On Monday, November 5, this newspaper published a front page story revealing a two-year investigation into alleged bribery and corruption at the highest levels of the Bahamas Immigration Department was now an FBI matter.
REMEMBRANCE Day, also known informally as Poppy Day, has special significance this year because it marks the centenary of the end of the First World War.
In recent days, Deputy Prime Minister and Minister of Finance Peter Turnquest has come out strongly in defence of The Bahamas’ position as a willing and compliant partner in the war against money laundering and nefarious attempts to use tax-friendly jurisdictions for offensive, or even illegal, purposes.
Tomorrow’s American mid-term elections will serve as a referendum on the tenure so far of US President Donald Trump. For months, political pundits and observers have reminded us the first mid-term elections under a new president can serve as a stinging rebuke. The opposition party often racks up big gains at the expense of the president’s party. The most recent example is most often cited. In 2010, the Republicans wiped out the legislative gains Barack Obama had helped to achieve for the Democrats two years earlier.
RECENTLY Prime Minister Dr Hubert Minnis declared that something had to be done to decrease the “thousands” of work permits annually approved by the Immigration Department.
At 9:57 on Saturday morning, gunshots shattered the peace of Tree of Life Synagogue in a quiet section of Pittsburgh, Pennsylvania. Within minutes, in one of the oldest houses of worship in the United States, 11 people would be dead including a 97-year-old man who, determined to thank God for life, made it to the temple where he would die as he prayed. Police rushed into the line of fire. Four were injured as they captured and arrested 46-year-old Robert Bowers, a man poisoned by hate and armed with three Glock handguns and an AR-15 assault rifle. “I just want to kill Jews,” he screamed.
When the US Postal Service delivered over a dozen potentially lethal pipe bombs to public figures last week, Americans were immediately reminded that all of these intended victims, from former President Barack Obama to former CIA director John Brennan, have been frequent targets of the demagogic rhetoric of Donald Trump.
THERE is a painful tradition in The Bahamas that perhaps, at last, the time has come to bring to an end.
What happened to Jean Rony Jean-Charles should never have happened to anyone, but it did. A man born in The Bahamas, picked up in an immigration raid, deported to Haiti, feared missing or the victim of an accident or worse, located weeks later (by a reporter for this newspaper) living in the bush in the country where he knew no one, had no papers, could not work and was more terrified than ever, his story is disconcerting to a point of alarming.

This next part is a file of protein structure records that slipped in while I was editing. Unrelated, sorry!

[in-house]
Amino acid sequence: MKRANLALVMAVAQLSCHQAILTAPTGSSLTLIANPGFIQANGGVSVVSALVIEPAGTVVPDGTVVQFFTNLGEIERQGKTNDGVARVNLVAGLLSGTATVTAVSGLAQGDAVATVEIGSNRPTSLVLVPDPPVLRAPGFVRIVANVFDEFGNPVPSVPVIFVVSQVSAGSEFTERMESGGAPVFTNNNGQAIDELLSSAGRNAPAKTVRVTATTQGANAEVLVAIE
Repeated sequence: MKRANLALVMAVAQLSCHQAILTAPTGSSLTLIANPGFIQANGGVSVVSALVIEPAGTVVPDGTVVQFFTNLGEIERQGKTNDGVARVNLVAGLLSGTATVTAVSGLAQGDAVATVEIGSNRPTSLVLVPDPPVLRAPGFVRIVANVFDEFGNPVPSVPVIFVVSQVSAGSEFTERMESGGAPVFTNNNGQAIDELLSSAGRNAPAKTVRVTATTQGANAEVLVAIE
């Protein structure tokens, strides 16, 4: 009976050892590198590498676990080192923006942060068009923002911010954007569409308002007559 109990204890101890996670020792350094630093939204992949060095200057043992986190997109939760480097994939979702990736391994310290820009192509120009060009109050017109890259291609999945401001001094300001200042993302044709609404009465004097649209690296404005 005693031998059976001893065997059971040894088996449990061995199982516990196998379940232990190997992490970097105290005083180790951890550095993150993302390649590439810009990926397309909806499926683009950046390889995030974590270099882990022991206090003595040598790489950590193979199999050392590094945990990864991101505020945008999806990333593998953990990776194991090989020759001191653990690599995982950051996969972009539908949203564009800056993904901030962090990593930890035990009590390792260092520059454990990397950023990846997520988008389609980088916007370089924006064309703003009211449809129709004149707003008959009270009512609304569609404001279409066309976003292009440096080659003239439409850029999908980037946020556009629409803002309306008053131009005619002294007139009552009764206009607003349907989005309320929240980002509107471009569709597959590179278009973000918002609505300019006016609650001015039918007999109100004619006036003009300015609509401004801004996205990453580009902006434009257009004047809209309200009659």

Mexico Beach is a small beach community with a population of 1,072 situated near the Florida panhandle’s so-called “Redneck Riviera”. The area’s wide sandy beaches have always beckoned landlocked visitors from neighbouring Tennessee, Georgia and Alabama, accounting for the nickname. Mexico Beach sits so directly astride the dividing line between the Eastern and Central time zones that drivers heading west from the town’s eastern boundary will gain an hour on their watches before reaching the western town line.
Nassau is dirty. Except in rare meticulously maintained areas like Baha Mar Boulevard, the lack of respect for surroundings hits us smack in the face at nearly every turn. Litter-strewn sidewalks. Overgrown vacant lots dotted with abandoned vehicles. Old fridges and used mattresses tossed in bushes. Random snipe signage in the ground, hand-scrawled cardboard signs begging for business nailed to trees.
Early this month, a 59-year-old Saudi Arabian journalist walked into the Saudi consulate in Istanbul, presumably to pick up documentary evidence of the dissolution of his previous marriage. Jamal Khashoggi was planning to marry again and friends said the normally sombre Khashoggi was uncharacteristically ebullient.
THE release earlier this week of a new landmark report by the Intergovernmental Panel on Climate Change (IPCC) makes grim and gloomy reading. This United Nations body has now declared time is running out to avert disaster precipitated by climate change unless drastic action is taken to phase out fossil fuels and reduce carbon emissions.
WHILE major developments like Brett Kavanaugh’s confirmation to the US Supreme Court and a new North American trade pact dominated the American news last week, several significant officials spoke publicly at the same time to offer their informed views on the globally significant issue of the evolving US-China relationship. The Trump administration helped to focus further attention on China when Vice President Pence delivered a major address on the subject to the conservative Hudson Institute.
When doctors at Princess Margaret Hospital threatened to withhold services because of poor pay and, in some instances, deplorable working conditions, the public was aghast. How, they asked, could a doctor turn his or her back on a patient in need of urgent care or ongoing attention?